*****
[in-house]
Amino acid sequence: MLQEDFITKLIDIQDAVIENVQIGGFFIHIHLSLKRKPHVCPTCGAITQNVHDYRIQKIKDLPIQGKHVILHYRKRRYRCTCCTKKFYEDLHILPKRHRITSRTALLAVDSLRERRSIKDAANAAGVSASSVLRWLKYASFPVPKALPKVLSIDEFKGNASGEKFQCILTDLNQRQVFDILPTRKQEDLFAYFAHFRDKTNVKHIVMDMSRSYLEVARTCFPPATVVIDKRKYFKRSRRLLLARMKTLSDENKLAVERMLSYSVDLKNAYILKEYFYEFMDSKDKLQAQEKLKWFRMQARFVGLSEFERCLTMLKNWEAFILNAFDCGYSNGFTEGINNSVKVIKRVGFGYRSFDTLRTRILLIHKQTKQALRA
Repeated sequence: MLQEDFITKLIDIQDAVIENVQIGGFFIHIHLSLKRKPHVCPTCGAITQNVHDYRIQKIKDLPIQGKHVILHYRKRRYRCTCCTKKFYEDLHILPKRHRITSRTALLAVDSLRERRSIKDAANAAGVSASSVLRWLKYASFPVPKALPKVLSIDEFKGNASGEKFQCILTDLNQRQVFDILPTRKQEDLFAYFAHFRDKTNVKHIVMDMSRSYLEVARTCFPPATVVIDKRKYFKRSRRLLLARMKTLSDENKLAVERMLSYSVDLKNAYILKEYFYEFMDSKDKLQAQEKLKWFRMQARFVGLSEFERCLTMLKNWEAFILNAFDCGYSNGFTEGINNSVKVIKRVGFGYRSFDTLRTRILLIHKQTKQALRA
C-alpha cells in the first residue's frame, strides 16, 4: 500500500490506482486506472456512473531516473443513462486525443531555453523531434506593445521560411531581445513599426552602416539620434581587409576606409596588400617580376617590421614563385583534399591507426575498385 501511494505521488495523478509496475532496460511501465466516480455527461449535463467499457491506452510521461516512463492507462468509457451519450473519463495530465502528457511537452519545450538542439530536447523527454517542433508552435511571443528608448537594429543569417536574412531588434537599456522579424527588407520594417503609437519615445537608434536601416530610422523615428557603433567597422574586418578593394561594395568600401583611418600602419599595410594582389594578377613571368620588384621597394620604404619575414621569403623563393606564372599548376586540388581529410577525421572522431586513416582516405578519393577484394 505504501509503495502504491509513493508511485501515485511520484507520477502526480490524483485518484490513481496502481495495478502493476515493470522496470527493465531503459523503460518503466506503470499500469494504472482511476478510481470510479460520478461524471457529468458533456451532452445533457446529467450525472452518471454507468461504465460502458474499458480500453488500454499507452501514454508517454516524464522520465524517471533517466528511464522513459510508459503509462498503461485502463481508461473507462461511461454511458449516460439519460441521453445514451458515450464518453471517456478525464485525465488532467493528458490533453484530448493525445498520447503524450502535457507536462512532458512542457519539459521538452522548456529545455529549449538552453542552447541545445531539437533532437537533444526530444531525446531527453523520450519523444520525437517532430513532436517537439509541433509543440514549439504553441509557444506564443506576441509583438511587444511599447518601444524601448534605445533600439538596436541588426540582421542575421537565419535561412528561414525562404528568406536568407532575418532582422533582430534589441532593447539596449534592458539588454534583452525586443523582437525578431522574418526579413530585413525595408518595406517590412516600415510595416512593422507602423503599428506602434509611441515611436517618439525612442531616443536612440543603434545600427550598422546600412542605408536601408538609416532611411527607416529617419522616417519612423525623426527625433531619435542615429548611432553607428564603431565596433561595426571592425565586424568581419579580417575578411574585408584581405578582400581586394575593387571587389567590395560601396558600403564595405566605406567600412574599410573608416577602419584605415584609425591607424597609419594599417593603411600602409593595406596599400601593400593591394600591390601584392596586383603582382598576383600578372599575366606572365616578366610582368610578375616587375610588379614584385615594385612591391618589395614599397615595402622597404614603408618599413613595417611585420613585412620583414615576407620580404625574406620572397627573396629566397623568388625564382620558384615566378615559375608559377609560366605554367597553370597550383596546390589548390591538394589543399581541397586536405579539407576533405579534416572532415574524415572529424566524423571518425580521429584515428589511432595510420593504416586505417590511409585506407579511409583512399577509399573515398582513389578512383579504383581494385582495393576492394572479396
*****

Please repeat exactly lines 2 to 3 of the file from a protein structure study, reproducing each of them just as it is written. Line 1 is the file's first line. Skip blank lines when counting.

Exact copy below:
Amino acid sequence: MLQEDFITKLIDIQDAVIENVQIGGFFIHIHLSLKRKPHVCPTCGAITQNVHDYRIQKIKDLPIQGKHVILHYRKRRYRCTCCTKKFYEDLHILPKRHRITSRTALLAVDSLRERRSIKDAANAAGVSASSVLRWLKYASFPVPKALPKVLSIDEFKGNASGEKFQCILTDLNQRQVFDILPTRKQEDLFAYFAHFRDKTNVKHIVMDMSRSYLEVARTCFPPATVVIDKRKYFKRSRRLLLARMKTLSDENKLAVERMLSYSVDLKNAYILKEYFYEFMDSKDKLQAQEKLKWFRMQARFVGLSEFERCLTMLKNWEAFILNAFDCGYSNGFTEGINNSVKVIKRVGFGYRSFDTLRTRILLIHKQTKQALRA
Repeated sequence: MLQEDFITKLIDIQDAVIENVQIGGFFIHIHLSLKRKPHVCPTCGAITQNVHDYRIQKIKDLPIQGKHVILHYRKRRYRCTCCTKKFYEDLHILPKRHRITSRTALLAVDSLRERRSIKDAANAAGVSASSVLRWLKYASFPVPKALPKVLSIDEFKGNASGEKFQCILTDLNQRQVFDILPTRKQEDLFAYFAHFRDKTNVKHIVMDMSRSYLEVARTCFPPATVVIDKRKYFKRSRRLLLARMKTLSDENKLAVERMLSYSVDLKNAYILKEYFYEFMDSKDKLQAQEKLKWFRMQARFVGLSEFERCLTMLKNWEAFILNAFDCGYSNGFTEGINNSVKVIKRVGFGYRSFDTLRTRILLIHKQTKQALRA